We picked out five Chelsea players who should be delighted to discover Mauricio Pochettino is their new manager, so it’s only right and proper that we pick out five names left holding the sh*tty end of that particular stick.
Trickier, it must be said, because of Pochettino’s ability to work with what he has and improve players. He could mug us right off with any or all of these five, but on balance of probabilities we’d say these guys have the toughest job on their hands…
The inverse feature is here, if you want to have a read of that first/afterwards. Entirely up to you.
A new manager with a reputation for giving players a chance to stake their claim could actually be a dreadful thing for Lukaku, who might find himself in the Chelsea squad next season whether he likes it or not. And it’s pretty clear now that his answer would be ‘not’.
But casting Lukaku out entirely is a big financial decision that is unlikely to be taken on with a new manager – especially a Poch-type – in position.
The issue with all of these is that Pochettino’s ability at Southampton and especially Spurs to turn the unlikeliest of players into gold means that we’re working only on balance of probabilities. Lukaku could be a very Pochettino striker indeed and finally deliver the results for Chelsea he’s delivered elsewhere. In which case everybody is annoyed, so it still kind of works.
We’re nervous here because there’s probably about a 50-50 chance that what actually happens is, after another infuriating injury setback for Ben Chilwell in early September – on international duty for full bonus points – Cucurella is swiftly turned into the Premier League’s best left-back and a place on every ‘most improved’ or ‘surprise package’ feature of the season.
But if Chilwell stays fit (yes, ‘if’, we know) Cucurella looks in serious trouble and there are already reports the former Brighton man’s name might be on the very, very long clear-out list. Pochettino’s system is not one that offers an easy way for both to be in the same team. There’s no third centre-back, there’s no left midfielder, we don’t see either Cucurella or Chilwell as a left-forward in anything other than absolute extremis and with no European football next season there aren’t going to be a lot of chances for those on the outside looking in. And Chilwell is just such a Pochettino left-back…
Has had quite the 11 years at Chelsea, making over 500 appearances for the club and winning the lot, from the FIFA World Club Cup to the League Cup via the Champions League, two Europa Leagues and a couple of Premier League winner’s medals.
Still has a year on his contract and after the scale of his contribution to Chelsea’s success over the last decade, he doesn’t really deserve it to end on this of all seasons, but… yeah, it probably will.
Plenty of reports suggest he’ll be available this summer and it’s pretty easy to see why. At 33 he’s unlikely to be able to do the job required of a Pochettino full-back, and the versatility that has made him so very useful to a series of Chelsea managers doesn’t really look as useful for a Pochettino side. There’s no third centre-back, and for multiple reasons he certainly won’t be playing wing-back.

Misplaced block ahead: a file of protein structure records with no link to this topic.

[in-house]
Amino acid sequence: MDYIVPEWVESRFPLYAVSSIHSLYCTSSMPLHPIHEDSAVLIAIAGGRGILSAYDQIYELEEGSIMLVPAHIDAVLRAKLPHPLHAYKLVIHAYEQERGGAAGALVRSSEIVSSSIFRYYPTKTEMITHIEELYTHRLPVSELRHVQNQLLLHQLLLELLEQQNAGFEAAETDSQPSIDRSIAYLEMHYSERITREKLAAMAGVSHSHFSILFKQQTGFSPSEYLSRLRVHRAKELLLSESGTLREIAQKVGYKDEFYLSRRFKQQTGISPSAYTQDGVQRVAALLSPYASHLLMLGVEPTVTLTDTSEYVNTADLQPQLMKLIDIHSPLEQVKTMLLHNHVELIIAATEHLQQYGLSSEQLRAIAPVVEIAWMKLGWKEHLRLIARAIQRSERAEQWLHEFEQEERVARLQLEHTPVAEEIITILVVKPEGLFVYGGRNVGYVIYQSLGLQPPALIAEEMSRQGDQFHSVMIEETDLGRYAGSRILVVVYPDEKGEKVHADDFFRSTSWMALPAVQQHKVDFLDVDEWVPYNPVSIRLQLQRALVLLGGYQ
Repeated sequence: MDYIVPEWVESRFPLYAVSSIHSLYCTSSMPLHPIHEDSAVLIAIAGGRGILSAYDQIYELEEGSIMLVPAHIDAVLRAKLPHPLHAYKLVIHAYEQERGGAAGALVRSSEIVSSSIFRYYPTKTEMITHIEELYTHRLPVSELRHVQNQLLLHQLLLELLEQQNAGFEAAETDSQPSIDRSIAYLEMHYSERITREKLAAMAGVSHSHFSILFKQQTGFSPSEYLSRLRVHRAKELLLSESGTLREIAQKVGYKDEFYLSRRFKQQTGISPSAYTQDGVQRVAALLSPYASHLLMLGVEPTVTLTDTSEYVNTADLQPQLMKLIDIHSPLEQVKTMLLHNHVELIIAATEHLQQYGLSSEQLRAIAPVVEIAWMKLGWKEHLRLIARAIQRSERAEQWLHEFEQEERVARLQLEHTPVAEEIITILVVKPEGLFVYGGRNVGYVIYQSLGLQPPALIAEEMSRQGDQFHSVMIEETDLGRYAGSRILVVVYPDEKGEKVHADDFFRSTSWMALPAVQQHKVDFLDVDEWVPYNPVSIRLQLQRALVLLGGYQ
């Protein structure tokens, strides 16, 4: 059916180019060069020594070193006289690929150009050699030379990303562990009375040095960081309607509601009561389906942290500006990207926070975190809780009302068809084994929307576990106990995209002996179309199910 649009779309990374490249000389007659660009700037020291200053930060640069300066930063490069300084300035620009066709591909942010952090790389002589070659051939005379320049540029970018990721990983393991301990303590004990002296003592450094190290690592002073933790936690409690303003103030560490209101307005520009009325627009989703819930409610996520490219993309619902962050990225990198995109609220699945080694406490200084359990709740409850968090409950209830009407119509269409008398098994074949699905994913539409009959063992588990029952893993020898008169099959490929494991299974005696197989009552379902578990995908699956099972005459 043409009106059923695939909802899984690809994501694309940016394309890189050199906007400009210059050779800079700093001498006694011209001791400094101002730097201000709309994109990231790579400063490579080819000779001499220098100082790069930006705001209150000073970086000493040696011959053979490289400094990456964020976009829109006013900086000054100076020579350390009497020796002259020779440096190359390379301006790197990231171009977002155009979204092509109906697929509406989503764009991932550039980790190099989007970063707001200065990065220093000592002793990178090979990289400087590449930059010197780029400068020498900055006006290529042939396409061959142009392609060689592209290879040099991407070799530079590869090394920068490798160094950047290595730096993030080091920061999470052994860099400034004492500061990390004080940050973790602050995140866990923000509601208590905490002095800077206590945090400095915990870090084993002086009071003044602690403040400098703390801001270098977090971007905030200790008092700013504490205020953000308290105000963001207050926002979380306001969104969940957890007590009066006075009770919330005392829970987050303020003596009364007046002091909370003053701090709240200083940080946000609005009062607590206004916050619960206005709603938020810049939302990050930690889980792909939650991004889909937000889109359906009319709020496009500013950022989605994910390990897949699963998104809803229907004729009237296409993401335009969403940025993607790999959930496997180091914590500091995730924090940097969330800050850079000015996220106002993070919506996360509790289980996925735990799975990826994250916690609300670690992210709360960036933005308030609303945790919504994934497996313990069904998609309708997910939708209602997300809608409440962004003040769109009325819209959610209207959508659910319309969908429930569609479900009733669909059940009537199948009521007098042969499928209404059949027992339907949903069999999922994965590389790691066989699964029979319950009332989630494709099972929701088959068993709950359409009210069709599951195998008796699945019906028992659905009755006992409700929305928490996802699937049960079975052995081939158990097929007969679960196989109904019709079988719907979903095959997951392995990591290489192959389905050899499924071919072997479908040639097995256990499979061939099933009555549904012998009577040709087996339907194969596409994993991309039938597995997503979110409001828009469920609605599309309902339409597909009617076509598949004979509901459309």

It’s undeniably a shame for it to end this way, but better that than as a 34-year-old spare part. In a statistical quirk, Azpilicueta has played 349 games in the Premier League and 99 games in La Liga. So if he does leave, it’s suddenly of great importance to us that it not be to anyone in either of those leagues.
A tentative one because it’s another that could go either way, but on balance we reckon more likely to be sold for a pretty penny than become an integral part of Pochettino’s plan. Either way there will surely be no more cosplaying as a centre-forward.
Harsh to judge him to much on a season where Chelsea have been so very wretched, but his has been a significantly wretched showing. Of his seven Premier League goals, only one came against a top-half team and that was in a 4-1 defeat at Brighton. Has in any case shown only glimpses in what is now a pretty sizeable Premier League career to suggest he has enough of anything to become a tip-top Pochettino AM. There’s not the creative vision of a Christian Eriksen, the precocious chaotic genius of a young Dele Alli, the goals and mischief of a Son Heung-min or the shithousing of an Erik Lamela.
It probably didn’t much matter who the new manager was; Ziyech was already done for. It’s just never really worked out for him at Chelsea or in the Premier League and that’s a shame for a player who was such a particularly fun component of that particularly fun Ajax side a few years back.
Still has two years left on his Chelsea contract but surely features somewhere near the top of the Blues’ long and desperate list of players to be sold for both financial and pure space-at-the-training-ground logistical reasons.2023-05-31T08:16:07Z dg43tfdfdgfd